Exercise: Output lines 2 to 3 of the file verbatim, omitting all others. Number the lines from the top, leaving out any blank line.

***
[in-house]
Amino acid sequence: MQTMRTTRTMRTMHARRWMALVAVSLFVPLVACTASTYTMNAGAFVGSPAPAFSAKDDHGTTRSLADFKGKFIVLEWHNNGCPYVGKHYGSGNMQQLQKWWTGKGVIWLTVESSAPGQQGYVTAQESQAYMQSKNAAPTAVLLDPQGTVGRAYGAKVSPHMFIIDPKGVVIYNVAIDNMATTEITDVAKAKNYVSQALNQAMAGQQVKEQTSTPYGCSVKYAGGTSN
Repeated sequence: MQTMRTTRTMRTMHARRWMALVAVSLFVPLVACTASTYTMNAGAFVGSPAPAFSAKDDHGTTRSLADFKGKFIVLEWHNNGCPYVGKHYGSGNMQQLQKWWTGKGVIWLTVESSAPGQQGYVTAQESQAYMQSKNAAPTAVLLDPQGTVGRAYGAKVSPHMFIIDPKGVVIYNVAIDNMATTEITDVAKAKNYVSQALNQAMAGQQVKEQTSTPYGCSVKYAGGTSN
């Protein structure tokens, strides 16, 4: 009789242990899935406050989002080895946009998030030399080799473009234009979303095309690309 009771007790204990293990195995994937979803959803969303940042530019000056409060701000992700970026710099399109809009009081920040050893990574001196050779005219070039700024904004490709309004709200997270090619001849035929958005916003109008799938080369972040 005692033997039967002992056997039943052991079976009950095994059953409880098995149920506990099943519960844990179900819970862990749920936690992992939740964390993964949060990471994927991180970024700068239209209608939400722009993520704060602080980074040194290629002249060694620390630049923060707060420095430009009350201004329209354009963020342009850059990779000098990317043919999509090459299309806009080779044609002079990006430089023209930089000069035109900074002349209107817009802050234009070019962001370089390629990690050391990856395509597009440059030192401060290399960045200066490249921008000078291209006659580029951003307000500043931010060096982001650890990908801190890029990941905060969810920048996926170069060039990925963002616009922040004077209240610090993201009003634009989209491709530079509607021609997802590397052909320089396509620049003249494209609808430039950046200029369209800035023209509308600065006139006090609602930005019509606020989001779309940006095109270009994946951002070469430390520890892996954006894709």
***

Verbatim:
Amino acid sequence: MQTMRTTRTMRTMHARRWMALVAVSLFVPLVACTASTYTMNAGAFVGSPAPAFSAKDDHGTTRSLADFKGKFIVLEWHNNGCPYVGKHYGSGNMQQLQKWWTGKGVIWLTVESSAPGQQGYVTAQESQAYMQSKNAAPTAVLLDPQGTVGRAYGAKVSPHMFIIDPKGVVIYNVAIDNMATTEITDVAKAKNYVSQALNQAMAGQQVKEQTSTPYGCSVKYAGGTSN
Repeated sequence: MQTMRTTRTMRTMHARRWMALVAVSLFVPLVACTASTYTMNAGAFVGSPAPAFSAKDDHGTTRSLADFKGKFIVLEWHNNGCPYVGKHYGSGNMQQLQKWWTGKGVIWLTVESSAPGQQGYVTAQESQAYMQSKNAAPTAVLLDPQGTVGRAYGAKVSPHMFIIDPKGVVIYNVAIDNMATTEITDVAKAKNYVSQALNQAMAGQQVKEQTSTPYGCSVKYAGGTSN